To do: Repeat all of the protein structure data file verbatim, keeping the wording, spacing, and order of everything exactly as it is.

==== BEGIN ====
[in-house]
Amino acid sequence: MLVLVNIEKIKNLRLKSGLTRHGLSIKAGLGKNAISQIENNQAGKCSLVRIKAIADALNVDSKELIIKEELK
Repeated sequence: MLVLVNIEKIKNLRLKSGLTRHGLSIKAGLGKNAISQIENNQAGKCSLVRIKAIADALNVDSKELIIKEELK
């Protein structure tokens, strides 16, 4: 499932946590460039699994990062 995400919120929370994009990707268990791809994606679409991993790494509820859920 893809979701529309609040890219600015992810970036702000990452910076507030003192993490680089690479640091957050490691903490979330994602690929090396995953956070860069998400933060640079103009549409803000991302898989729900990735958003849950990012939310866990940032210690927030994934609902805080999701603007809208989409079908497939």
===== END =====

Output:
[in-house]
Amino acid sequence: MLVLVNIEKIKNLRLKSGLTRHGLSIKAGLGKNAISQIENNQAGKCSLVRIKAIADALNVDSKELIIKEELK
Repeated sequence: MLVLVNIEKIKNLRLKSGLTRHGLSIKAGLGKNAISQIENNQAGKCSLVRIKAIADALNVDSKELIIKEELK
């Protein structure tokens, strides 16, 4: 499932946590460039699994990062 995400919120929370994009990707268990791809994606679409991993790494509820859920 893809979701529309609040890219600015992810970036702000990452910076507030003192993490680089690479640091957050490691903490979330994602690929090396995953956070860069998400933060640079103009549409803000991302898989729900990735958003849950990012939310866990940032210690927030994934609902805080999701603007809208989409079908497939």